13. YOKO MESHI

This Japanese phrase literally translates to “a meal eaten sideways,” which is an apt way to describe the awkwardness of speaking in a foreign language that you haven’t quite mastered, especially over dinner.

14. RESFEBER

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You just booked your flight. Your heart starts racing. You’re a little nervous about your journey, but mostly you just can’t wait to get going. The anticipation, anxiety, and excitement you get before a big trip is all rolled into one word—resfeber—and you can thank the Swedes for it.

15. FLÂNEUR

Taken from the French flâner, meaning to stroll or saunter, this word describes someone who has no particular plans or place they need to be. They merely stroll around the city at a leisurely pace, taking in the sights and enjoying the day as it unfolds.

16. GADABOUT

This could be construed as the traditional English equivalent of flâneur. Likely stemming from the Middle English verb gadden, meaning “to wander without a specific aim or purpose,” a gadabout is one who frequently travels from place to place for the sheer fun of it. In other words: a modern-day backpacker.

17. HIRAETH

Sometimes, no matter how amazing your vacation may be, you just want to come home to your bed and cats. This Welsh word sums up the deep yearning for home that can strike without warning. As Gillian Thomas put it in an interview with the BBC, “Home sickness is too weak. You feel hiraeth, which is a longing of the soul to come home to be safe.”

18. YŪGEN

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This Japanese word can be taken to mean “graceful elegance” or “subtle mystery,” but it’s much more than that. It's when the beauty of the universe is felt most profoundly, awakening an emotional response that goes beyond words.

19. SCHWELLENANGST

Translating to “threshold anxiety,” this German word sums up the fears that are present before you enter somewhere new—like a theater or an intimidating cafe—and by extension going anywhere unfamiliar. The fear of crossing a threshold is normal, even among the most adventurous of travelers—but it often leads to the most unforgettable experiences.

20. COMMUOVERE

Have you ever seen something so beautiful it made you cry? That’s commuovere in action. The Italian word describes the feeling of being moved, touched, or stirred by something you witness or experience.

21. HYGGE

This Danish word refers to a warm feeling of contentedness and coziness, as well as the acknowledgement of that feeling. Although not explicitly related to this term, author Kurt Vonnegut summed up the idea behind this concept quite nicely when he said, “I urge you to please notice when you are happy, and exclaim or murmur or think at some point, 'If this isn't nice, I don't know what is.'"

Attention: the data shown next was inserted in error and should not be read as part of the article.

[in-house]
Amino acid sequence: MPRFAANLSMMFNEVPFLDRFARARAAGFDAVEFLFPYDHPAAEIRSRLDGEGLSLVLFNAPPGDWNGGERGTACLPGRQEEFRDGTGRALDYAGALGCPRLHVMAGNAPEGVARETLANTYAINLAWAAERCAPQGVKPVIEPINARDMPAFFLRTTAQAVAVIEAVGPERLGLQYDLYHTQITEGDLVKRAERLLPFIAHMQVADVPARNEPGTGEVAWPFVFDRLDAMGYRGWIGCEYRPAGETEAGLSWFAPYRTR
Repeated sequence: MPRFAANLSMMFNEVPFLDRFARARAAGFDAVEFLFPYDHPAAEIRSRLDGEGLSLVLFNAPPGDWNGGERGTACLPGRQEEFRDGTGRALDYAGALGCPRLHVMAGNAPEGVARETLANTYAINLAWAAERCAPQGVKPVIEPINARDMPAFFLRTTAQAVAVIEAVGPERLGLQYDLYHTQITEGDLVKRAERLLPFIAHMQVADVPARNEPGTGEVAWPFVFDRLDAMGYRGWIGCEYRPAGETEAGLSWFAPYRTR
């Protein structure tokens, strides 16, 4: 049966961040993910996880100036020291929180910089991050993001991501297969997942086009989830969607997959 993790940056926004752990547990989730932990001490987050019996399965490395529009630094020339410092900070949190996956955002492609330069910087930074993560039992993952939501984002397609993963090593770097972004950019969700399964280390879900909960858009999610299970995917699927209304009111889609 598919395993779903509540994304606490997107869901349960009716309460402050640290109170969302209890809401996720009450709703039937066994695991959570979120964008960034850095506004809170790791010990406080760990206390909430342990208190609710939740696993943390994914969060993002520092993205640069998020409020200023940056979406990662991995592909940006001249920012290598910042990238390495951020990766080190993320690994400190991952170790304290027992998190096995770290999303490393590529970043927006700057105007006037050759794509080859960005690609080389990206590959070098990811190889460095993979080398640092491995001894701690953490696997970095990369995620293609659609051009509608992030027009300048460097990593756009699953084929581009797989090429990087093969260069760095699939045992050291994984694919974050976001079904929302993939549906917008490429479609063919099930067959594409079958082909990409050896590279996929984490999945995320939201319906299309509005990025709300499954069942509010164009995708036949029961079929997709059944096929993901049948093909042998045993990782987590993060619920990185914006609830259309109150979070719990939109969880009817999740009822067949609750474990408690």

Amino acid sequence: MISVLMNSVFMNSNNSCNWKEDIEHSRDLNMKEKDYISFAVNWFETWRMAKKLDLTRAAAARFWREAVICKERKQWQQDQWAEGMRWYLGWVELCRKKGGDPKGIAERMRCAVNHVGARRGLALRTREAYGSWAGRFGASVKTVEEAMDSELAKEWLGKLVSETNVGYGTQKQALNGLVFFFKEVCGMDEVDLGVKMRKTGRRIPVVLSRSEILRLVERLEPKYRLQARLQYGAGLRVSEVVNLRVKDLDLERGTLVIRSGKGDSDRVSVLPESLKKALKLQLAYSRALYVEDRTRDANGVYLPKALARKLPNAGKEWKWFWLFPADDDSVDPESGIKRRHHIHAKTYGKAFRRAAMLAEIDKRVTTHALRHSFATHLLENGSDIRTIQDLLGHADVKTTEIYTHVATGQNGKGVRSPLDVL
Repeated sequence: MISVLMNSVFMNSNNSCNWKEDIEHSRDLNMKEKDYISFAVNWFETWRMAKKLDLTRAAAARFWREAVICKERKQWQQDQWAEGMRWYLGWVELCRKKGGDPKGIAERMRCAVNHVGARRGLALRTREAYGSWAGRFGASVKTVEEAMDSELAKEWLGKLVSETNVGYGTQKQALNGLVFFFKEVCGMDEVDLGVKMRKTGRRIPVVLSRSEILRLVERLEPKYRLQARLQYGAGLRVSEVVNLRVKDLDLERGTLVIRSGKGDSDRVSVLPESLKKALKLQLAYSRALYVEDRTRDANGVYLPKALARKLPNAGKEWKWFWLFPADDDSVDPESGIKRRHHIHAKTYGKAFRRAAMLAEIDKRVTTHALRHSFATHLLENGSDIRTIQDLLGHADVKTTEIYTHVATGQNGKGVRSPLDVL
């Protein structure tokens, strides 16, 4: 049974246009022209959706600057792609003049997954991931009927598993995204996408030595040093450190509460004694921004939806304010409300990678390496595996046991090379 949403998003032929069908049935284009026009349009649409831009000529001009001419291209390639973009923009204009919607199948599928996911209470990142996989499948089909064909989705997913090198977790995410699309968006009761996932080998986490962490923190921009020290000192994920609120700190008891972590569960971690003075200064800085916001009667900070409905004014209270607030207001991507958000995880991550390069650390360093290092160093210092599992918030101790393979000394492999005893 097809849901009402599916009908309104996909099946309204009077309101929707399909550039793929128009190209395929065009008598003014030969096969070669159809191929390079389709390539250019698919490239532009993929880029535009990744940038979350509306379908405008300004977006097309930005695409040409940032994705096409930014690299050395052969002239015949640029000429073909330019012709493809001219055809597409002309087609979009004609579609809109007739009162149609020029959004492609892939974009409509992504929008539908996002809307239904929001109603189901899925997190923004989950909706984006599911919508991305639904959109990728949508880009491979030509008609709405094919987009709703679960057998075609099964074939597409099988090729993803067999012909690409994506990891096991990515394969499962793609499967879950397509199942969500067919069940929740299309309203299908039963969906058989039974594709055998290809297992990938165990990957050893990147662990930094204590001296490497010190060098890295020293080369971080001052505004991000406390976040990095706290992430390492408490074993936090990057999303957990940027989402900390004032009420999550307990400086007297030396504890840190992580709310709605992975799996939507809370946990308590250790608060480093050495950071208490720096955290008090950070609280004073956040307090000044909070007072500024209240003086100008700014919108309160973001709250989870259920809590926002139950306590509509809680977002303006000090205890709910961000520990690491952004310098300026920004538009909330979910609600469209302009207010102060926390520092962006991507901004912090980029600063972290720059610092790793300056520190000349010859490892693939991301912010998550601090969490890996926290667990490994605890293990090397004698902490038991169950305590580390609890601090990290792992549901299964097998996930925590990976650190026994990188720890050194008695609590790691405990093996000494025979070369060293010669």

22. HANYAUKU

Here's one for those who have a beach trip coming up. Taken from Kwangali, a language spoken in Namibia, hanyauku is the act of tiptoeing across hot sand.

23. SMULTRONSTÄLLE

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This Swedish word translates to something along the lines of “place of wild strawberries,” but its metaphorical meaning is something along the lines of a "happy place." Whether it’s a hidden overlook of the city or your favorite vacation spot that hasn’t been “discovered” yet, smultronställe refers to those semi-secret places you return to time and time again because they’re special and personal to you.

24. DUSTSCEAWUNG

This Old English word describes what might happen when you visit a place like Pompeii or a ghost town. While reflecting on past civilizations, you realize that everything will eventually turn to dust. A cheery thought.

25. VACILANDO

In some Spanish dialects, the word vacilando describes someone who travels with a vague destination in mind but has no real incentive to get there. In other words, the journey is more important than the destination. As John Steinbeck described it in his travelogue Travels With Charley: “It does not mean vacillating at all. If one is vacilando, he is going somewhere, but doesn't greatly care whether or not he gets there, although he has direction. My friend Jack Wagner has often, in Mexico, assumed this state of being. Let us say we wanted to walk in the streets of Mexico city but not at random. We would choose some article almost certain not to exist there and then diligently try to find it.”

26. LEHITKALEV

Backpackers and budget travelers, this one is for you: The Hebrew word lehitkalev translates to “dog it” and means to deal with uncomfortable living or travel arrangements.

27. KOMOREBI

Sun shining in the woods
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This beautiful Japanese word is a good one to save for a sunny day spent in the woods. Komorebi translates to “sunshine filtering through the leaves.” Does it get any lovelier than that?

28. RAMÉ

This Balinese word refers to something that is simultaneously chaotic and joyful. It isn’t specifically a travel word, but it does seem to fit the feelings that are often awakened by travel.

29. TROUVAILLE

Translating to a “lucky find,” this French word can be applied to that cool cafe, flower-lined street, or quirky craft store that you stumbled upon by chance. Indeed, these are the moments that make travel worthwhile.

30. ULLASSA

Just in case you needed another reason to plan that trip to Yosemite, here's one last word for nature lovers. The Sanskrit word ullassa refers to the feelings of pleasantness that come from observing natural beauty in all its glory.